I had to check out of my place in Belgrade at 2:00 PM yesterday, and the train to Sofia was not leaving until 9:50 PM. So I took my big bag, which had mostly just clothes and books in it, and left it at the Belgrade railway station left luggage facility (keeping my day pack, containing all of my valuables, with me). I walked up to the window, and there was a lady eating a sandwich in slow motion. There was also a guy sitting there in the office. Moving in slow motion, he asked to see my passport, took my bag, and gave me a receipt for it.
Now I had the rest of the day to explore, while carrying around all of my valuables on my back. I got some coffee and, while reading, managed to drag it out for a good long while. I checked out some book stores. Now, it was starting to rain and the wind was picking up. I had a glass of wine that I managed to make last for over an hour. Back out into the wind and rain, hoping my umbrella didn't blow inside out. Went and had dinner, with (thankfully this time) slow service. Back to the station. I claimed my bag, and bought a couple of cans of beer (Jelen) because intoxication often helps with these kinds of trips.
Earlier in the day, before checking out of the apartment, I had become concerned that I might have problems at the border. The concern came from the fact that I had not registered with the police on arrival in Serbia. I just happened to stumble across this requirement while reading some of the horror stories about the train I was about to take. A lot of the horror stories involved border police shaking down people who had not registered with the police for "fines" on trying to leave the country. I contacted my host. He was not aware of this law. He called a police station and he said that a nice lady there told him that it was his responsibility, not mine, to register me with the police, and so if anybody was going to get into trouble it would be him. He also told me that he had never heard of anybody getting into trouble for not registering with the police. So I decided to hope for the best, but to also be prepared to demand an official receipt if anybody wanted me to pay a "fine".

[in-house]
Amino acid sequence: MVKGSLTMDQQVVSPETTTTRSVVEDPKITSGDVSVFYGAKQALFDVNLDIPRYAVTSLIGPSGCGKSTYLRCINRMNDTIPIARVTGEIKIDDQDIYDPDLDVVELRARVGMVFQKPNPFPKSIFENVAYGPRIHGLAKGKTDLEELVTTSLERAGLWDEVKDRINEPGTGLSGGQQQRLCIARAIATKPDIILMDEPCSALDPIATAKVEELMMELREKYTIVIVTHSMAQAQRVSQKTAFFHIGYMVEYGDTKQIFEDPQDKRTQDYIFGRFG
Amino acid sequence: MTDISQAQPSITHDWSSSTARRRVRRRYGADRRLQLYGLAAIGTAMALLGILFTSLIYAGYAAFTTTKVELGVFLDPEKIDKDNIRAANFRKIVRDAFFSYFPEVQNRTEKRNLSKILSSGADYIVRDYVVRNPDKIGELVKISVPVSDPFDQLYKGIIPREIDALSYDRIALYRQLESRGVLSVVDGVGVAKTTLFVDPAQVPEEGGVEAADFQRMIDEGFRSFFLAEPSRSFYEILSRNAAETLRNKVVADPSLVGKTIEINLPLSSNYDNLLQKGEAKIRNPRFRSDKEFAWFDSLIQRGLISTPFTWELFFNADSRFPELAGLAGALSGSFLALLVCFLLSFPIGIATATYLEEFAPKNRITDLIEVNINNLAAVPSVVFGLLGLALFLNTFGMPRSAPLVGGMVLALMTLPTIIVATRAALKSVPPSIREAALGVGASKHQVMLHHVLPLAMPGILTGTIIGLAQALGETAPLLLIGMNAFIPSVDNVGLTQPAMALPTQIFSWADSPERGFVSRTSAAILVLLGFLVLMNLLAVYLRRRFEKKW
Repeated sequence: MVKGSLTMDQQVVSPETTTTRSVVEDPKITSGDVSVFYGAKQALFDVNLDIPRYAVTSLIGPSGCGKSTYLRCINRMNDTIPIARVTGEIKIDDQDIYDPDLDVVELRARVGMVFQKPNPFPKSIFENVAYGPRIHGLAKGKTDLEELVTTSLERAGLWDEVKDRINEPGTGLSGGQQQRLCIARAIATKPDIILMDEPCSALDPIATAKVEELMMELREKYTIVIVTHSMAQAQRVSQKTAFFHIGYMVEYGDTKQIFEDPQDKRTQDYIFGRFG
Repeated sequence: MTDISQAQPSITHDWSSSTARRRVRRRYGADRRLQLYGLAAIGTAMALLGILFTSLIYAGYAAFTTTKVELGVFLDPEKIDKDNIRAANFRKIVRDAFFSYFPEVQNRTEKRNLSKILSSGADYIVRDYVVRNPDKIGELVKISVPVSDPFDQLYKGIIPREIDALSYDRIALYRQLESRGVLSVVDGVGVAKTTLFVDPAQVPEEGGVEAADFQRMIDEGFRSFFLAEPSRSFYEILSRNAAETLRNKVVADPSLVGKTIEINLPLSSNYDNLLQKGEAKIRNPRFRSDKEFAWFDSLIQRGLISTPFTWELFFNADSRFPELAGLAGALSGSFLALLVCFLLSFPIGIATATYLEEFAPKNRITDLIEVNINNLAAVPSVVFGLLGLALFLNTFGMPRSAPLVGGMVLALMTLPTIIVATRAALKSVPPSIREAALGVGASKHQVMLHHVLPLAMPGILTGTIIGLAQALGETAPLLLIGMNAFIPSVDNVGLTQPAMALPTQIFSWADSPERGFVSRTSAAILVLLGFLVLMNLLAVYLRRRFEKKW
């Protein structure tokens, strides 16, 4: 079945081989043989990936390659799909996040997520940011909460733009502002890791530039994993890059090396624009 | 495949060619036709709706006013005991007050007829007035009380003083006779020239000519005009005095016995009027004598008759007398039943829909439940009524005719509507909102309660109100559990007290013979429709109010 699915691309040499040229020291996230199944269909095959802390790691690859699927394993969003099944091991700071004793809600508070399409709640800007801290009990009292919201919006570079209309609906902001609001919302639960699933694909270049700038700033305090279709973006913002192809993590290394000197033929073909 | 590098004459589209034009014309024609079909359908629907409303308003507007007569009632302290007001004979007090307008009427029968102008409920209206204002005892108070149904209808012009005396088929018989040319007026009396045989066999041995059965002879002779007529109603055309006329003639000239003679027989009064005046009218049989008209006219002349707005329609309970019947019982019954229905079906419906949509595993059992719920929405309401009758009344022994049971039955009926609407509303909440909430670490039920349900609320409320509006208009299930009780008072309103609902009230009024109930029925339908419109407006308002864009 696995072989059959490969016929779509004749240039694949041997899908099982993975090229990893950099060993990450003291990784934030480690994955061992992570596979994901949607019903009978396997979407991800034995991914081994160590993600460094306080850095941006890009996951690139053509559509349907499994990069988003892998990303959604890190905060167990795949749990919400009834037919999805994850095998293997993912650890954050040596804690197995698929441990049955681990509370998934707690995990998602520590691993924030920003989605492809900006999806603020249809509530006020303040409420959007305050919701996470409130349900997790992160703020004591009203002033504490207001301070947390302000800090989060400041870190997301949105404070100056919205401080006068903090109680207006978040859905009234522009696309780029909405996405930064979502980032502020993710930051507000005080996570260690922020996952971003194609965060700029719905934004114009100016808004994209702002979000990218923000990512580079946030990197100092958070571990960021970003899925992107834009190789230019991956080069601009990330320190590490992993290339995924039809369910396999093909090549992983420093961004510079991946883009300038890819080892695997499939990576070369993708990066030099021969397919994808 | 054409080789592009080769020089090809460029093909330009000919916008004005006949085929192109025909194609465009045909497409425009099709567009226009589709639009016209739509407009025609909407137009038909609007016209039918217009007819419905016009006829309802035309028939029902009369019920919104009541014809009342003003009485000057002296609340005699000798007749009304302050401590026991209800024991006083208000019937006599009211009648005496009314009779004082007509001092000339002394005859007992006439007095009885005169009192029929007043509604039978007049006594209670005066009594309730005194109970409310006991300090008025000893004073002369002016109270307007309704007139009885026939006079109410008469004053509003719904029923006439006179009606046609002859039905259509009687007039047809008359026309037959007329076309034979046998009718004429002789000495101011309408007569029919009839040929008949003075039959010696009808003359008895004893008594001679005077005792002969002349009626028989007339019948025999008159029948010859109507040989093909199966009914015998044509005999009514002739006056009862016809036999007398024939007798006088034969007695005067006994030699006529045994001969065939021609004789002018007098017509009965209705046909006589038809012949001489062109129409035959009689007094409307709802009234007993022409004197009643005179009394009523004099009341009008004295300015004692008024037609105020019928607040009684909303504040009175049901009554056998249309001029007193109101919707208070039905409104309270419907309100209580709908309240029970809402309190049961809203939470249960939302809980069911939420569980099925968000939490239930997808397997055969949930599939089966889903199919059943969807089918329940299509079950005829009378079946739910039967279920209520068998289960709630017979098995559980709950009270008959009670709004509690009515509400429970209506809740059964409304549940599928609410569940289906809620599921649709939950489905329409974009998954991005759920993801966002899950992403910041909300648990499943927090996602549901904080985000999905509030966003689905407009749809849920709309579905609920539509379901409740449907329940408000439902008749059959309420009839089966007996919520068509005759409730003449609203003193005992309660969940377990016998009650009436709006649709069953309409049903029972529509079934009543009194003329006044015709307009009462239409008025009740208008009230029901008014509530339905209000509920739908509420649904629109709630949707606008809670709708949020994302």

In any event I got onto the train and found my compartment (a second class couchette). There was only one other person in my compartment, a Swiss teenager from some town near Zurich who had just graduated from the equivalent of high school and was doing some traveling before doing his compulsory military service. He also had bought two cans of Jelen, so we drank those before trying to go to sleep.
I was dressed warmly because I thought it might be cold on the train. Cold wasn't the problem. It was roasting hot in that compartment. About 2:30 in the morning I couldn't take it any more and so I went and stood out in the corridor, looking out the window for about an hour. The floor of the train was filthy and there was a pool of water standing in the corridor just a few feet from where I was standing. At the other end of the carriage, the conductor was smoking, right next to the "No Smoking" sign.
I think it was about 5:30 AM that we reached the Serbian border checkpoint. I was relieved when they did not ask me about police registration or where I stayed. Mostly, they seemed to be after people smuggling. There is a lot of smuggling on this train, I read, and a lot of lowlifes that take this train. But we sat there for quite a while, as the police went from compartment to compartment, looking for smuggled goods. After the train started moving again, it seemed like quite a while before we got to the Bulgarian border checkpoint, where the whole thing was repeated. I was surprised that the train was only 15 minutes late, arriving at 8:30 AM.
Fake tour guides and taxi drivers were immediately on me as I stepped off the train. Fortunately, my host Denislav was meeting me at the station and he was right out front in his red Skoda where he said he would be. The apartment is nice. Of course I had to brush my teeth and take a shower right away, and now I am washing some clothes before going out to see Sofia.